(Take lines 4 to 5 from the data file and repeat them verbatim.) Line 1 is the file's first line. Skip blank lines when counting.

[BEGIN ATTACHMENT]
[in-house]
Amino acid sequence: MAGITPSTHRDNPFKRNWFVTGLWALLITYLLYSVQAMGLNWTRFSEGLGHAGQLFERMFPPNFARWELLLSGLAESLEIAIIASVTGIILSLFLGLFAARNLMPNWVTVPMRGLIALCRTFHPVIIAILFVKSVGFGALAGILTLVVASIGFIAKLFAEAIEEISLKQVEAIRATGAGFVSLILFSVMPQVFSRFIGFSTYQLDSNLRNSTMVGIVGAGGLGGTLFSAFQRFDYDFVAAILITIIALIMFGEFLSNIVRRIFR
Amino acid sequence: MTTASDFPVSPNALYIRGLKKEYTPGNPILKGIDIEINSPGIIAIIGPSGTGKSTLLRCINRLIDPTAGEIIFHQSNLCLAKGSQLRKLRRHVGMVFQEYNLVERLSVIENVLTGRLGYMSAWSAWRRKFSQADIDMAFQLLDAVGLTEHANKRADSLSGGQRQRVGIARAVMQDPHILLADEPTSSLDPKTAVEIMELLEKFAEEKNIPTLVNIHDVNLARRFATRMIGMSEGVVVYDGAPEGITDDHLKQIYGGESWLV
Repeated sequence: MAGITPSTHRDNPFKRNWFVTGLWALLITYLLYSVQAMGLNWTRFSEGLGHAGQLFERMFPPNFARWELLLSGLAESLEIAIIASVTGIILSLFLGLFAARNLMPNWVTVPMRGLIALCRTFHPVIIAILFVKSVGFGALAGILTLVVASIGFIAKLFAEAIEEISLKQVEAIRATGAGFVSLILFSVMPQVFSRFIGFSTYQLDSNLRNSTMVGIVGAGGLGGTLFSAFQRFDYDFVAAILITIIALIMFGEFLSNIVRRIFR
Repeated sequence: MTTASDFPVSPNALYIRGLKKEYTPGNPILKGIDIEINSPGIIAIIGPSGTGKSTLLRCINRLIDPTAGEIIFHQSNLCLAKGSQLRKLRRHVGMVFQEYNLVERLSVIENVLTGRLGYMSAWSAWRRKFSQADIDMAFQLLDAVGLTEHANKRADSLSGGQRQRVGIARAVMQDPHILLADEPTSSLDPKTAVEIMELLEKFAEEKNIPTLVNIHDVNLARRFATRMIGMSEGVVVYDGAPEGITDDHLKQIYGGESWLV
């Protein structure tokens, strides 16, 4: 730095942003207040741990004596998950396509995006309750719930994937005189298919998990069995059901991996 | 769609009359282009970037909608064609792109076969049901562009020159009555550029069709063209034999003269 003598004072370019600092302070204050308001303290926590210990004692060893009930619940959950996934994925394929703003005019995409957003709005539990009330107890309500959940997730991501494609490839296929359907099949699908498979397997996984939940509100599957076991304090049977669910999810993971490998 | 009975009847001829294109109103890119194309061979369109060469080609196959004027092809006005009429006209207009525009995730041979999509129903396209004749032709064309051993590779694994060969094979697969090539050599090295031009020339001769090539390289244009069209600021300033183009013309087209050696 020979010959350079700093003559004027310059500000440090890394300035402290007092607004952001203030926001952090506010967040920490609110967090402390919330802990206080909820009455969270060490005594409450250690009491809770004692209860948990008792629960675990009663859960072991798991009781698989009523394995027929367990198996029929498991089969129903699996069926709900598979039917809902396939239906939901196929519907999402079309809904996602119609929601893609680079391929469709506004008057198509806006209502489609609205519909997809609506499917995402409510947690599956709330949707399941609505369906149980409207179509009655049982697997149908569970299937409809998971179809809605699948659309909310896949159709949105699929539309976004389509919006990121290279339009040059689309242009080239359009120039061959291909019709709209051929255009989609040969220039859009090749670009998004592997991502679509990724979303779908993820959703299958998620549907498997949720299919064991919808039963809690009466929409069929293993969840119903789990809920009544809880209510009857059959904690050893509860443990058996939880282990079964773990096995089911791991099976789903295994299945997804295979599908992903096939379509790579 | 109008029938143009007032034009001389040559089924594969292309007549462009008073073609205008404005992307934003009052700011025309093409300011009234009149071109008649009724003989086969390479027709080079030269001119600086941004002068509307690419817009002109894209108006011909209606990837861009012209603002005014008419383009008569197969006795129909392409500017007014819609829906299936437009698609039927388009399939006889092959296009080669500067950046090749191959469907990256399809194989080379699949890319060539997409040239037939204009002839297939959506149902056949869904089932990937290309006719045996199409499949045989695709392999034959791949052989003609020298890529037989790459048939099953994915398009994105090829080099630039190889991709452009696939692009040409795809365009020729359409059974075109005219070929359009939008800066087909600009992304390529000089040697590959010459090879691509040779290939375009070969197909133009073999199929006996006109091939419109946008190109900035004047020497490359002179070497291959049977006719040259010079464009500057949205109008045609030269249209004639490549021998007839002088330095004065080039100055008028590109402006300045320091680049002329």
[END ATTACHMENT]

Repeated sequence: MAGITPSTHRDNPFKRNWFVTGLWALLITYLLYSVQAMGLNWTRFSEGLGHAGQLFERMFPPNFARWELLLSGLAESLEIAIIASVTGIILSLFLGLFAARNLMPNWVTVPMRGLIALCRTFHPVIIAILFVKSVGFGALAGILTLVVASIGFIAKLFAEAIEEISLKQVEAIRATGAGFVSLILFSVMPQVFSRFIGFSTYQLDSNLRNSTMVGIVGAGGLGGTLFSAFQRFDYDFVAAILITIIALIMFGEFLSNIVRRIFR
Repeated sequence: MTTASDFPVSPNALYIRGLKKEYTPGNPILKGIDIEINSPGIIAIIGPSGTGKSTLLRCINRLIDPTAGEIIFHQSNLCLAKGSQLRKLRRHVGMVFQEYNLVERLSVIENVLTGRLGYMSAWSAWRRKFSQADIDMAFQLLDAVGLTEHANKRADSLSGGQRQRVGIARAVMQDPHILLADEPTSSLDPKTAVEIMELLEKFAEEKNIPTLVNIHDVNLARRFATRMIGMSEGVVVYDGAPEGITDDHLKQIYGGESWLV